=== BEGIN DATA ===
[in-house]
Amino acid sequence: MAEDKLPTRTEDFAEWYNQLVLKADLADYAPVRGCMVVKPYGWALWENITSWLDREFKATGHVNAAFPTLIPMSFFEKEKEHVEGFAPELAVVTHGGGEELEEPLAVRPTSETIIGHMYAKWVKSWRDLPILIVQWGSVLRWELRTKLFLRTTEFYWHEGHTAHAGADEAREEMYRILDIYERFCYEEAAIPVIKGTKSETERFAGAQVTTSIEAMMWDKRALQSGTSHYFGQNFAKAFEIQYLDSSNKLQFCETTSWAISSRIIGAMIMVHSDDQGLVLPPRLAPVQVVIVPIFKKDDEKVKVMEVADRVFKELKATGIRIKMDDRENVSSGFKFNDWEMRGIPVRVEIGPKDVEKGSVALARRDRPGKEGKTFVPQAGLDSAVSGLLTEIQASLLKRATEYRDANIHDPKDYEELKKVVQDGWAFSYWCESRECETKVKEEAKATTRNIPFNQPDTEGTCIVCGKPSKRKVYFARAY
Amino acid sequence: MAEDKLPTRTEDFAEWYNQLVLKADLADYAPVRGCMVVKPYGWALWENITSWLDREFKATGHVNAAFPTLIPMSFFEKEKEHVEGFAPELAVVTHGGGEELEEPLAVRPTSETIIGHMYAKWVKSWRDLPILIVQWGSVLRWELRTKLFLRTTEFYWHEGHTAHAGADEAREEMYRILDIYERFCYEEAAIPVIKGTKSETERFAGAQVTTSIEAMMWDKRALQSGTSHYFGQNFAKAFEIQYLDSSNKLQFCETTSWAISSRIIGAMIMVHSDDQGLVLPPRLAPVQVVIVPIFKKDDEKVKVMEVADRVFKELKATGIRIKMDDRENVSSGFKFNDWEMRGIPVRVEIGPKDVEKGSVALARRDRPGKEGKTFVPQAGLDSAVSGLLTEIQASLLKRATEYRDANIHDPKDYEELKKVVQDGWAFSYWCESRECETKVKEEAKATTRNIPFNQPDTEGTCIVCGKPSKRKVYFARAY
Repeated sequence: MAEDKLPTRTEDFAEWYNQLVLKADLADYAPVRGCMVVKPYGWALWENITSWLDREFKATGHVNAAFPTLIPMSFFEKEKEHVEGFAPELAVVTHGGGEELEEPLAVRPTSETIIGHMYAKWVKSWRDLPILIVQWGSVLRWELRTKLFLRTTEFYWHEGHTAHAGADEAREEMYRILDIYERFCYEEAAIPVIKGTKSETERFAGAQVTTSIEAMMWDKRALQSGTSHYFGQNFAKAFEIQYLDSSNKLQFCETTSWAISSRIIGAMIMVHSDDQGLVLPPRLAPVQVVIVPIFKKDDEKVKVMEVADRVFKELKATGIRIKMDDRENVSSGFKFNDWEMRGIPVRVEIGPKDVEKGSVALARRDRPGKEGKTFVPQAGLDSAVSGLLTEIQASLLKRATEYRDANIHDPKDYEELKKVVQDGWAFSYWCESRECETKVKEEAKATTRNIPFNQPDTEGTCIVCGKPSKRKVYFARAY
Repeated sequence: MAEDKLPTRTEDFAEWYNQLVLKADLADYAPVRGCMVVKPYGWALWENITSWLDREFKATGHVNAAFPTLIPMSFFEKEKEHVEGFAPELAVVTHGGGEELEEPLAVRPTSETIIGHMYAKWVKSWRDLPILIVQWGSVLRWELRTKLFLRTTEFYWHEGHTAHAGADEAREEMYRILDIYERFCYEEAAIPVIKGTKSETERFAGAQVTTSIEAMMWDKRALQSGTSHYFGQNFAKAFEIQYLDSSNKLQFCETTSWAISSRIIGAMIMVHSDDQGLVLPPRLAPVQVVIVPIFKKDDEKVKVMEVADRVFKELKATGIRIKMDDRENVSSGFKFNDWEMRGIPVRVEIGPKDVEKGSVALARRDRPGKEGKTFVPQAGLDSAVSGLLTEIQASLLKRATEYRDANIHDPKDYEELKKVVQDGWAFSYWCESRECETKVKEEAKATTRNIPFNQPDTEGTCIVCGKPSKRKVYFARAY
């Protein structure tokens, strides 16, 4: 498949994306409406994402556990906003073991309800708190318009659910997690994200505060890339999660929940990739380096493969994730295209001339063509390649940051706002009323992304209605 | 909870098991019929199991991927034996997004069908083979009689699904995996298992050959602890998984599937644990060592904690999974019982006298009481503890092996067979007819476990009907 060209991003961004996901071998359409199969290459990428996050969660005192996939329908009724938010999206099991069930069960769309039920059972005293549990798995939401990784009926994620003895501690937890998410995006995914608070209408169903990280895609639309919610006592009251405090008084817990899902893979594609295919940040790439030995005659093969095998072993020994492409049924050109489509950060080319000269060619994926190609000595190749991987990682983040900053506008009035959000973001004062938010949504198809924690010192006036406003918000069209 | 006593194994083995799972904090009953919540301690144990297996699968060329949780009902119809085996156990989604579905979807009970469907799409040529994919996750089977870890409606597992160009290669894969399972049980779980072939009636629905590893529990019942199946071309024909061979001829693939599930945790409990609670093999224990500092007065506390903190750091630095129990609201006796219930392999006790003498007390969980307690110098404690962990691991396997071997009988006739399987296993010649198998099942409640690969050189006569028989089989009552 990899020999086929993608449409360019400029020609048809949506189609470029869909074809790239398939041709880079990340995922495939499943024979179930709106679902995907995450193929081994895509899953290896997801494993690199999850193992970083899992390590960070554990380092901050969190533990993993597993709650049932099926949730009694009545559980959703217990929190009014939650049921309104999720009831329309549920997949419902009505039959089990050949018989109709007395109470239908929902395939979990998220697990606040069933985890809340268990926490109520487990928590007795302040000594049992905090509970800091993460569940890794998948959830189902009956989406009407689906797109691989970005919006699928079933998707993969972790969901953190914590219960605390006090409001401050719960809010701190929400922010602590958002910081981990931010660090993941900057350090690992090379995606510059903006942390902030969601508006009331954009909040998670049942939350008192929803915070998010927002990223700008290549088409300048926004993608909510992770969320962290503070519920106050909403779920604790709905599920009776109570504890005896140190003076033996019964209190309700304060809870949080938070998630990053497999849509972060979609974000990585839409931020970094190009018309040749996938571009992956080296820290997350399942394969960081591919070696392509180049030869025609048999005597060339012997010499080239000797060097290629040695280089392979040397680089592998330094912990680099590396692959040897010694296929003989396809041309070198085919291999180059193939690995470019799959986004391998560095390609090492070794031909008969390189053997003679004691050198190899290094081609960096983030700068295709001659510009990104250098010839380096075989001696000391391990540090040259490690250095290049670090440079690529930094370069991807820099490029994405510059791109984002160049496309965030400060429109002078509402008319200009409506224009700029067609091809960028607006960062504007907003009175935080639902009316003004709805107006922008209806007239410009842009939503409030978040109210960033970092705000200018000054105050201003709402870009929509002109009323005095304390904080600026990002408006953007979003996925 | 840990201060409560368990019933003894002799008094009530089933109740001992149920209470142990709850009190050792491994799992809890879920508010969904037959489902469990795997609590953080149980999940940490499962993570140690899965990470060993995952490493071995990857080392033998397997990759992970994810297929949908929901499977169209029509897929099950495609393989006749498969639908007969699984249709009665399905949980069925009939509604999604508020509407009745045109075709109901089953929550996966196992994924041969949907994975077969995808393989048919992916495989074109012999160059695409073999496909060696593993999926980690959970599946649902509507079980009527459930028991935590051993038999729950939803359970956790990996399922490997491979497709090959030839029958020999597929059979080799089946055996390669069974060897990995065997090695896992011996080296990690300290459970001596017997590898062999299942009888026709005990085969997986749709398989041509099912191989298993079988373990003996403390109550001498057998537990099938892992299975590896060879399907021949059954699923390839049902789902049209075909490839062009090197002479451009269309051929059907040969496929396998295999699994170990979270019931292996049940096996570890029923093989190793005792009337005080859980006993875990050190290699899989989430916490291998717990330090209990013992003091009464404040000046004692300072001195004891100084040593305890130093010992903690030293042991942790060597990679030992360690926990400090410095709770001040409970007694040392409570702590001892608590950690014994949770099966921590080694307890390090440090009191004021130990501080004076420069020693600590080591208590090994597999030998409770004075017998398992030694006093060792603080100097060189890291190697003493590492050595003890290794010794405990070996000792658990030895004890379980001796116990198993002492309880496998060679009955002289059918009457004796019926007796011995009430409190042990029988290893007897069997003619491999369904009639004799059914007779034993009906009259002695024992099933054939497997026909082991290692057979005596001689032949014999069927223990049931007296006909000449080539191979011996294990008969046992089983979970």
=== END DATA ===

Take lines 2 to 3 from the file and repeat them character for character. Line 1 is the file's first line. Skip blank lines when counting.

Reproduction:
Amino acid sequence: MAEDKLPTRTEDFAEWYNQLVLKADLADYAPVRGCMVVKPYGWALWENITSWLDREFKATGHVNAAFPTLIPMSFFEKEKEHVEGFAPELAVVTHGGGEELEEPLAVRPTSETIIGHMYAKWVKSWRDLPILIVQWGSVLRWELRTKLFLRTTEFYWHEGHTAHAGADEAREEMYRILDIYERFCYEEAAIPVIKGTKSETERFAGAQVTTSIEAMMWDKRALQSGTSHYFGQNFAKAFEIQYLDSSNKLQFCETTSWAISSRIIGAMIMVHSDDQGLVLPPRLAPVQVVIVPIFKKDDEKVKVMEVADRVFKELKATGIRIKMDDRENVSSGFKFNDWEMRGIPVRVEIGPKDVEKGSVALARRDRPGKEGKTFVPQAGLDSAVSGLLTEIQASLLKRATEYRDANIHDPKDYEELKKVVQDGWAFSYWCESRECETKVKEEAKATTRNIPFNQPDTEGTCIVCGKPSKRKVYFARAY
Amino acid sequence: MAEDKLPTRTEDFAEWYNQLVLKADLADYAPVRGCMVVKPYGWALWENITSWLDREFKATGHVNAAFPTLIPMSFFEKEKEHVEGFAPELAVVTHGGGEELEEPLAVRPTSETIIGHMYAKWVKSWRDLPILIVQWGSVLRWELRTKLFLRTTEFYWHEGHTAHAGADEAREEMYRILDIYERFCYEEAAIPVIKGTKSETERFAGAQVTTSIEAMMWDKRALQSGTSHYFGQNFAKAFEIQYLDSSNKLQFCETTSWAISSRIIGAMIMVHSDDQGLVLPPRLAPVQVVIVPIFKKDDEKVKVMEVADRVFKELKATGIRIKMDDRENVSSGFKFNDWEMRGIPVRVEIGPKDVEKGSVALARRDRPGKEGKTFVPQAGLDSAVSGLLTEIQASLLKRATEYRDANIHDPKDYEELKKVVQDGWAFSYWCESRECETKVKEEAKATTRNIPFNQPDTEGTCIVCGKPSKRKVYFARAY